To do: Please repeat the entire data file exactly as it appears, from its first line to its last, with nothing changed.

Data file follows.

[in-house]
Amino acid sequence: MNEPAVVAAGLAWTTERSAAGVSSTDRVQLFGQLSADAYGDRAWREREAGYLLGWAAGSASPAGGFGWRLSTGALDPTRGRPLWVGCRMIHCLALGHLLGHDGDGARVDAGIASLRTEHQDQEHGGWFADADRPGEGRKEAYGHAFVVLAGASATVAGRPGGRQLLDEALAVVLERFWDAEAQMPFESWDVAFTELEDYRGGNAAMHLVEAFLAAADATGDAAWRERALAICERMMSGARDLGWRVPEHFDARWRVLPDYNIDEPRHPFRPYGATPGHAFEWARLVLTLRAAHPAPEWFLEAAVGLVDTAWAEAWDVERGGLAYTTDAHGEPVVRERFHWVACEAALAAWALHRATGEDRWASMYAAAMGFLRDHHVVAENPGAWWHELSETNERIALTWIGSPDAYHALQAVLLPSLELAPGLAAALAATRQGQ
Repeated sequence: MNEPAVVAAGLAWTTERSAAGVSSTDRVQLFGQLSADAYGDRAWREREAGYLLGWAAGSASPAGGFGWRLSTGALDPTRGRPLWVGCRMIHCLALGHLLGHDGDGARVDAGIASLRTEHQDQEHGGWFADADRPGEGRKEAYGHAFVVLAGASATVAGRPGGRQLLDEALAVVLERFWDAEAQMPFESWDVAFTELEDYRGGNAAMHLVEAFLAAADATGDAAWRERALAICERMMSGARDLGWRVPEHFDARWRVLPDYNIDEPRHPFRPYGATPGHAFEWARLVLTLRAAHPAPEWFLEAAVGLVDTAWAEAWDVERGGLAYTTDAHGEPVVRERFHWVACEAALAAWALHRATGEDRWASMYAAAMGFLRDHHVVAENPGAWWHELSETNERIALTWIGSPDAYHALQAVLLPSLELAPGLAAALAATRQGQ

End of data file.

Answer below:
[in-house]
Amino acid sequence: MNEPAVVAAGLAWTTERSAAGVSSTDRVQLFGQLSADAYGDRAWREREAGYLLGWAAGSASPAGGFGWRLSTGALDPTRGRPLWVGCRMIHCLALGHLLGHDGDGARVDAGIASLRTEHQDQEHGGWFADADRPGEGRKEAYGHAFVVLAGASATVAGRPGGRQLLDEALAVVLERFWDAEAQMPFESWDVAFTELEDYRGGNAAMHLVEAFLAAADATGDAAWRERALAICERMMSGARDLGWRVPEHFDARWRVLPDYNIDEPRHPFRPYGATPGHAFEWARLVLTLRAAHPAPEWFLEAAVGLVDTAWAEAWDVERGGLAYTTDAHGEPVVRERFHWVACEAALAAWALHRATGEDRWASMYAAAMGFLRDHHVVAENPGAWWHELSETNERIALTWIGSPDAYHALQAVLLPSLELAPGLAAALAATRQGQ
Repeated sequence: MNEPAVVAAGLAWTTERSAAGVSSTDRVQLFGQLSADAYGDRAWREREAGYLLGWAAGSASPAGGFGWRLSTGALDPTRGRPLWVGCRMIHCLALGHLLGHDGDGARVDAGIASLRTEHQDQEHGGWFADADRPGEGRKEAYGHAFVVLAGASATVAGRPGGRQLLDEALAVVLERFWDAEAQMPFESWDVAFTELEDYRGGNAAMHLVEAFLAAADATGDAAWRERALAICERMMSGARDLGWRVPEHFDARWRVLPDYNIDEPRHPFRPYGATPGHAFEWARLVLTLRAAHPAPEWFLEAAVGLVDTAWAEAWDVERGGLAYTTDAHGEPVVRERFHWVACEAALAAWALHRATGEDRWASMYAAAMGFLRDHHVVAENPGAWWHELSETNERIALTWIGSPDAYHALQAVLLPSLELAPGLAAALAATRQGQ